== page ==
‘IF YOU’RE NOT SWIMMING IN ONE DIRECTION OR THE OTHER, THE CURRENT WILL JUST PULL YOU’
Lisa Xu says that she was surprised by the lack of diversity in terms of concentration when she arrived on campus. She described meeting people freshmen year who dreamed of starting their own businesses; now they work at Goldman Sachs.
“If you’re not swimming in one direction or the other, the current will just pull you,” she says.
Salty says it can be easy to forget the hundreds of jobs Wharton studies are prepared for.
“You can get a bit of a skewed perspective,” he says. “And you think—if I don’t get one of those two types of jobs [in investment banking or consulting], you think, there’s no other jobs out there.”
THE AVERAGE SENIOR HAD 11.5 JOB INTERVIEWS AND 2.2 OFFERS
But Wharton isn’t only a place where high-achieving students go to follow a single path. Its administrators and professors try to encourage students to create their own opportunities, as well. For example, every year Wharton students can participate in a business plan competition, where they design and launch their own ventures. The winning team leaves the competition with a $30,000 cash prize and $15,000 of in-kind services. There’s also an Entrepreneurship and Innovation track within the Management concentration, where students learn to create start-ups or grow medium-size companies. Or students can work towards a dual-degree from Wharton and from the School of Engineering. Next year Wharton undergrads will be also able to take a class on Wharton’s campus in San Francisco.
Regardless of what field students are entering, the job prospects for Wharton graduates are quite good. The average senior in the class of 2013 had 11.5 interviews and 2.2 job offers during senior year, according to Barbara Hewitt, the senior associate director of career services at Penn. The numbers are slightly skewed because nearly 40% of students accepted offers after junior year summer internships; those students frequently don’t interview at all during their senior year. Many other students received job offers from their summer employers but did not accept them, and those students tend to interview more selectively with employers than they might otherwise, Hewitt said.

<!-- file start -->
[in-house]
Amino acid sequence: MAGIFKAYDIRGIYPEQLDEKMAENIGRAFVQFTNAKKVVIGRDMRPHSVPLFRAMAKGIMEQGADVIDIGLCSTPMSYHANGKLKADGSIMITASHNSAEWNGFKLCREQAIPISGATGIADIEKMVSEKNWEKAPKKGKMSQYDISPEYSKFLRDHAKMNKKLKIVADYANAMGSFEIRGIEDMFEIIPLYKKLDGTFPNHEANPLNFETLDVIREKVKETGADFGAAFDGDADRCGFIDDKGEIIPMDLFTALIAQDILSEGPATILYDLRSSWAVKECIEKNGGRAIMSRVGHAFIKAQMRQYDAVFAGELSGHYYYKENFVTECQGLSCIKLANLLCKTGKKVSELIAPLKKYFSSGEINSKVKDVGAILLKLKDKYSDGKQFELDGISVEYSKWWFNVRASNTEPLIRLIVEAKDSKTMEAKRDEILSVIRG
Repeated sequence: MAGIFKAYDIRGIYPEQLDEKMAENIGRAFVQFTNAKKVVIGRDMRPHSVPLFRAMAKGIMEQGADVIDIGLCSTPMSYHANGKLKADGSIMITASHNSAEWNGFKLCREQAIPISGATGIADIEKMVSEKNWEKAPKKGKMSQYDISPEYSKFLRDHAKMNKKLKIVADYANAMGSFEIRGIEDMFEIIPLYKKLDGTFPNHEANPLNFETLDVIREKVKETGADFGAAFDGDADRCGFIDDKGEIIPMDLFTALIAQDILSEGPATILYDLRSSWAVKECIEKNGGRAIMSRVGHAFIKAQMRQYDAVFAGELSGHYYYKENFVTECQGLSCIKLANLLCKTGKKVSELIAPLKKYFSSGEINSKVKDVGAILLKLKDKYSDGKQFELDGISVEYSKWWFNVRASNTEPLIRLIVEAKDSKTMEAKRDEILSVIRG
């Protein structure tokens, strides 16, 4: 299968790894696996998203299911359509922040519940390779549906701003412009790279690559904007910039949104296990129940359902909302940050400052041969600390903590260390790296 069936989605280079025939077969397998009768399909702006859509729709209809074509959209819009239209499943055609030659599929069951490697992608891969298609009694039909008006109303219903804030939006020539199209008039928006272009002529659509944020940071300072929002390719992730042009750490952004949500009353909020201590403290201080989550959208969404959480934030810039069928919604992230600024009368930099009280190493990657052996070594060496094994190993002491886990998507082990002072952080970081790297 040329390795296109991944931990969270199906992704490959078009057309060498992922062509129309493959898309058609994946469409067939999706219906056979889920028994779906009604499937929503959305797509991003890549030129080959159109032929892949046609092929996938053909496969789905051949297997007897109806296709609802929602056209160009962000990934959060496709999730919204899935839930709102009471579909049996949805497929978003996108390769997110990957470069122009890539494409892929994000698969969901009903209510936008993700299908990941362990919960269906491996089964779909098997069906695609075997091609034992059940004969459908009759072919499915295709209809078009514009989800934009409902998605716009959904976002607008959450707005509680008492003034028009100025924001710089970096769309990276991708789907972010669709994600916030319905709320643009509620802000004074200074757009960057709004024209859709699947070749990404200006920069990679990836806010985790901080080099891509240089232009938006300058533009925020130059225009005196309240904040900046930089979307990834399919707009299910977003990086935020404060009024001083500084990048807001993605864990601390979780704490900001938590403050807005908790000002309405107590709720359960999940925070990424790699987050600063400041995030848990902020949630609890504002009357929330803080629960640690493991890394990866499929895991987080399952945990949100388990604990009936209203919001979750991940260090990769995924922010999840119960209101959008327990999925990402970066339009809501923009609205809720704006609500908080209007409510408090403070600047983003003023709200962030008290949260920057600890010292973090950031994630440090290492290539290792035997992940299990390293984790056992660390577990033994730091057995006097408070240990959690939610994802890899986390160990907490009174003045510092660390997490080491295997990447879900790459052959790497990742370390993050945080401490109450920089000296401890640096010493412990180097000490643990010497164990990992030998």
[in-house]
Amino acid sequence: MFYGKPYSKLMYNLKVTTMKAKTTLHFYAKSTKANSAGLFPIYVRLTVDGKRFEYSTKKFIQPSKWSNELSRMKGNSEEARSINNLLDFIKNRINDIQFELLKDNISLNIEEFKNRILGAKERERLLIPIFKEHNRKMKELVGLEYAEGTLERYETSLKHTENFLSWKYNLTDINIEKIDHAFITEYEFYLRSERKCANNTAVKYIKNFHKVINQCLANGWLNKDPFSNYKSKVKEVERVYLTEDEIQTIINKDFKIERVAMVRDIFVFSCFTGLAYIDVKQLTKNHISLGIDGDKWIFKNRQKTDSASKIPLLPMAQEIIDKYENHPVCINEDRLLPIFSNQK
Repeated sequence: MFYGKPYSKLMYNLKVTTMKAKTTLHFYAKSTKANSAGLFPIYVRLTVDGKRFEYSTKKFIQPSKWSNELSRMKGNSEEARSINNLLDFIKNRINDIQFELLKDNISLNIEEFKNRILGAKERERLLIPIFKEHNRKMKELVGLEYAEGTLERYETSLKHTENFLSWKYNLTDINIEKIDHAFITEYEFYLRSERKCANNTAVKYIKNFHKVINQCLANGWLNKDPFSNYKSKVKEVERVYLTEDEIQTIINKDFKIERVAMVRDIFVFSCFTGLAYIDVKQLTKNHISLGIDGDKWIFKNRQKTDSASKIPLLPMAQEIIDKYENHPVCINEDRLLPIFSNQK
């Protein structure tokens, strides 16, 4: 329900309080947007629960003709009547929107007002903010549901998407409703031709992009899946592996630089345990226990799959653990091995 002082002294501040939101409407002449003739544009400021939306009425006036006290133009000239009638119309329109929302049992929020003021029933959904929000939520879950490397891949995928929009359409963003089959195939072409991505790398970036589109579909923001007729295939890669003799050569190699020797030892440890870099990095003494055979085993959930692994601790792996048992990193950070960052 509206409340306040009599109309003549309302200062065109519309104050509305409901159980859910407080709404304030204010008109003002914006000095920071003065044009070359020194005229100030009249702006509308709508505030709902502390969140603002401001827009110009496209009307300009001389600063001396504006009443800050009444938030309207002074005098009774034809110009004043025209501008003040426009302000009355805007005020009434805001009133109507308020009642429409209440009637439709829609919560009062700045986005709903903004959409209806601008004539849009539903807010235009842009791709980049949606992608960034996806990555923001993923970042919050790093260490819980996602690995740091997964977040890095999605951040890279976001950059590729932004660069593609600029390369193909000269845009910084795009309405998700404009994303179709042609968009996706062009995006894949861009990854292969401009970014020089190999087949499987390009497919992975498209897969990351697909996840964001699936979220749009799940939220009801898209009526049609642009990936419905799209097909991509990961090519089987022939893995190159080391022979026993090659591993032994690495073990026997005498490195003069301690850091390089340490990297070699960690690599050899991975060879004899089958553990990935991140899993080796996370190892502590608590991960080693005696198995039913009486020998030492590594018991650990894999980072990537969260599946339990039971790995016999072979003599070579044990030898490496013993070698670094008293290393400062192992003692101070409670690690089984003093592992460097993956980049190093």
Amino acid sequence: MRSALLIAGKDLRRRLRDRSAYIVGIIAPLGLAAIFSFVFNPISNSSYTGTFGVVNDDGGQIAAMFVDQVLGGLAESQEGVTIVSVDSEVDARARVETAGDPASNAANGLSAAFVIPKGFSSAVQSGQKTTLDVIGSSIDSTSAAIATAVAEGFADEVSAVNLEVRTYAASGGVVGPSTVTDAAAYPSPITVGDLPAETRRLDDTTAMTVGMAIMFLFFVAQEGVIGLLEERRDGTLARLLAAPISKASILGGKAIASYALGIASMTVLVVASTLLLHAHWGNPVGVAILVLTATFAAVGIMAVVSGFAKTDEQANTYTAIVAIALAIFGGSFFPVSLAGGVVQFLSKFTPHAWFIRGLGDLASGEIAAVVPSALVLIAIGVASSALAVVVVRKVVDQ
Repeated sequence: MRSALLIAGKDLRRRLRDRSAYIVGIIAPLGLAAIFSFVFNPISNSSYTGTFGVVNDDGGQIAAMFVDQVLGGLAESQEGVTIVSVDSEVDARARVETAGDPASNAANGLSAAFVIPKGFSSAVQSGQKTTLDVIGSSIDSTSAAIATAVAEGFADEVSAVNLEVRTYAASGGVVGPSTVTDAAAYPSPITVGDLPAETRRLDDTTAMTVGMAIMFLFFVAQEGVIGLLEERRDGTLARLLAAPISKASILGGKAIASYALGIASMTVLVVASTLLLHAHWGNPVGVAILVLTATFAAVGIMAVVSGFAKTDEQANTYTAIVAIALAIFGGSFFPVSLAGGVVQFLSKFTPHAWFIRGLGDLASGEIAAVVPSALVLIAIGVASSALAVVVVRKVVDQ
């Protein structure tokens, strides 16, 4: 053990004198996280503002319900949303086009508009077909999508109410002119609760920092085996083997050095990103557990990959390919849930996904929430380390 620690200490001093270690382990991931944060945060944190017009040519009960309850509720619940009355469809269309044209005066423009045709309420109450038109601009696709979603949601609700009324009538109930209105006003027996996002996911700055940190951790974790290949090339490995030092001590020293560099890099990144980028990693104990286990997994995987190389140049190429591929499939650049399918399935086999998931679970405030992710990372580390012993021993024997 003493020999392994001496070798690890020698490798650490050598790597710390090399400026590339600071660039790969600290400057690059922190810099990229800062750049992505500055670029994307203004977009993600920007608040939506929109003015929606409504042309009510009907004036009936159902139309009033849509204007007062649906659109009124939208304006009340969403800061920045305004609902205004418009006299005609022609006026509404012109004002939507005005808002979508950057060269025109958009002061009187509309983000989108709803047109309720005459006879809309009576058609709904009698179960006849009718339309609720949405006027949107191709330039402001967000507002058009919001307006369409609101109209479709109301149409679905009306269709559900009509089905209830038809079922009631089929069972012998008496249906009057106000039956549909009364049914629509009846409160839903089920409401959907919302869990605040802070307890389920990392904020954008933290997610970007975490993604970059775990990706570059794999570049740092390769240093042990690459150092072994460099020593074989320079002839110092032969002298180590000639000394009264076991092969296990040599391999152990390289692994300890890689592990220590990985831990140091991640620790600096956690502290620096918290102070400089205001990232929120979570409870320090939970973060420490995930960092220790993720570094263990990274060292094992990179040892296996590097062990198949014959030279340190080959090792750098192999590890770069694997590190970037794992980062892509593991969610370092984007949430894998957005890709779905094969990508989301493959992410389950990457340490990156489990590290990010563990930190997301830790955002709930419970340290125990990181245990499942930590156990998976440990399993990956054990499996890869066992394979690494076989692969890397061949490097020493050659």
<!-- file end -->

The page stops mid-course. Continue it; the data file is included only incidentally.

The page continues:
About 84% of graduating students had secured a job by graduation senior year, and the pay wasn’t too bad either. The average starting salary for the class of 2013 was $67, 986, with most students also receiving signing bonuses and annual bonuses.
A COMMUNITY DESCRIBED AS TIGHT-KNIT, WELCOMING AND KIND
Even if there’s some truth to the stereotypical Whartonite working no-holds-barred toward a banking internship in New York, every student I spoke with praised the diverse pool of peers and professors they’d met at the school. Students described the community as “tight-knit,” “welcoming,” and “kind,” and raved about the experience of meeting people from every social, racial, geographic, and political background.
Maxine Winston, a senior who will be doing strategy consulting in Boston next year, said the community was one of the unexpected pleasures of going to Wharton.
“I feel like I’ve learned just as much inside the classroom as I have outside of the classroom, just talking to people. I’ve learned a lot from my peers,” she says.
Students at Wharton are a disciplined and devoted bunch, working to achieve in one of the most challenging undergraduate business programs in the country. And you can tell the future is often on their minds.
As we’re leaving our interview, Yang turns to me and asks, “What are you planning to do with the next few years?” Then she laughs.
“That’s such a Wharton question. We’re always asking each other—what are you planning for the summer? For after graduation?”